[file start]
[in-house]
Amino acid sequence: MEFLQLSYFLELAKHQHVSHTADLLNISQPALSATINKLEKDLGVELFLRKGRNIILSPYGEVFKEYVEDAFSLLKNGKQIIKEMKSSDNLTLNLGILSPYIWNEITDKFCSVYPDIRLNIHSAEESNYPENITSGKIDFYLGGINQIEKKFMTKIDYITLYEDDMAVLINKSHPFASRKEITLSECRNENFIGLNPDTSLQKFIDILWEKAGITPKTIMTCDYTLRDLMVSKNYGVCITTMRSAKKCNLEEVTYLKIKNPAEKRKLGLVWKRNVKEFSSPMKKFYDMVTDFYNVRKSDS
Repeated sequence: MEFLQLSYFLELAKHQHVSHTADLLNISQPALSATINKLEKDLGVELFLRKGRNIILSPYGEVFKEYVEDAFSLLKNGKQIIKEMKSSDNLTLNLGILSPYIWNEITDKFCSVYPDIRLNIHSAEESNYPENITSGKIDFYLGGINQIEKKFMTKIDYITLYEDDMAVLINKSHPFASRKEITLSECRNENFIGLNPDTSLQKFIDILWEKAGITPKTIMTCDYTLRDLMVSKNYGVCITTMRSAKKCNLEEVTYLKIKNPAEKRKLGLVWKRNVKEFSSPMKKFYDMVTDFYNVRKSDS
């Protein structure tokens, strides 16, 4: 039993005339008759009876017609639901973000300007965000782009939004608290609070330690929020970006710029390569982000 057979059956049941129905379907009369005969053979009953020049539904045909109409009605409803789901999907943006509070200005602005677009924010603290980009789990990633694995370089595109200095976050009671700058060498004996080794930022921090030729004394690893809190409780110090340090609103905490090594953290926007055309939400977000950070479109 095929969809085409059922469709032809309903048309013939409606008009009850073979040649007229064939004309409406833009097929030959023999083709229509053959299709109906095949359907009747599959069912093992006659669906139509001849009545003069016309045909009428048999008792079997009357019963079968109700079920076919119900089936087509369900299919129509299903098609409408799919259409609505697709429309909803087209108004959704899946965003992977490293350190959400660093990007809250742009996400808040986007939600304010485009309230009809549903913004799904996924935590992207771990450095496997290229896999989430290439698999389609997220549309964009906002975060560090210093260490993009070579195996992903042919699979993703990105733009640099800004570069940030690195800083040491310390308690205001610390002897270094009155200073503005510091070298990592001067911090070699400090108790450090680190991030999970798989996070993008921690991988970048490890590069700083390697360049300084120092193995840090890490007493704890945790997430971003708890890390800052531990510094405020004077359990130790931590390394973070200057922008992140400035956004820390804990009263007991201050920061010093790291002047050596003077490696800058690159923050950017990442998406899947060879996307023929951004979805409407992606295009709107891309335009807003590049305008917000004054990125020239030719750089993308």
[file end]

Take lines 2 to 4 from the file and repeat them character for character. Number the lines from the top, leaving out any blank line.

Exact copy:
Amino acid sequence: MEFLQLSYFLELAKHQHVSHTADLLNISQPALSATINKLEKDLGVELFLRKGRNIILSPYGEVFKEYVEDAFSLLKNGKQIIKEMKSSDNLTLNLGILSPYIWNEITDKFCSVYPDIRLNIHSAEESNYPENITSGKIDFYLGGINQIEKKFMTKIDYITLYEDDMAVLINKSHPFASRKEITLSECRNENFIGLNPDTSLQKFIDILWEKAGITPKTIMTCDYTLRDLMVSKNYGVCITTMRSAKKCNLEEVTYLKIKNPAEKRKLGLVWKRNVKEFSSPMKKFYDMVTDFYNVRKSDS
Repeated sequence: MEFLQLSYFLELAKHQHVSHTADLLNISQPALSATINKLEKDLGVELFLRKGRNIILSPYGEVFKEYVEDAFSLLKNGKQIIKEMKSSDNLTLNLGILSPYIWNEITDKFCSVYPDIRLNIHSAEESNYPENITSGKIDFYLGGINQIEKKFMTKIDYITLYEDDMAVLINKSHPFASRKEITLSECRNENFIGLNPDTSLQKFIDILWEKAGITPKTIMTCDYTLRDLMVSKNYGVCITTMRSAKKCNLEEVTYLKIKNPAEKRKLGLVWKRNVKEFSSPMKKFYDMVTDFYNVRKSDS
């Protein structure tokens, strides 16, 4: 039993005339008759009876017609639901973000300007965000782009939004608290609070330690929020970006710029390569982000 057979059956049941129905379907009369005969053979009953020049539904045909109409009605409803789901999907943006509070200005602005677009924010603290980009789990990633694995370089595109200095976050009671700058060498004996080794930022921090030729004394690893809190409780110090340090609103905490090594953290926007055309939400977000950070479109 095929969809085409059922469709032809309903048309013939409606008009009850073979040649007229064939004309409406833009097929030959023999083709229509053959299709109906095949359907009747599959069912093992006659669906139509001849009545003069016309045909009428048999008792079997009357019963079968109700079920076919119900089936087509369900299919129509299903098609409408799919259409609505697709429309909803087209108004959704899946965003992977490293350190959400660093990007809250742009996400808040986007939600304010485009309230009809549903913004799904996924935590992207771990450095496997290229896999989430290439698999389609997220549309964009906002975060560090210093260490993009070579195996992903042919699979993703990105733009640099800004570069940030690195800083040491310390308690205001610390002897270094009155200073503005510091070298990592001067911090070699400090108790450090680190991030999970798989996070993008921690991988970048490890590069700083390697360049300084120092193995840090890490007493704890945790997430971003708890890390800052531990510094405020004077359990130790931590390394973070200057922008992140400035956004820390804990009263007991201050920061010093790291002047050596003077490696800058690159923050950017990442998406899947060879996307023929951004979805409407992606295009709107891309335009807003590049305008917000004054990125020239030719750089993308």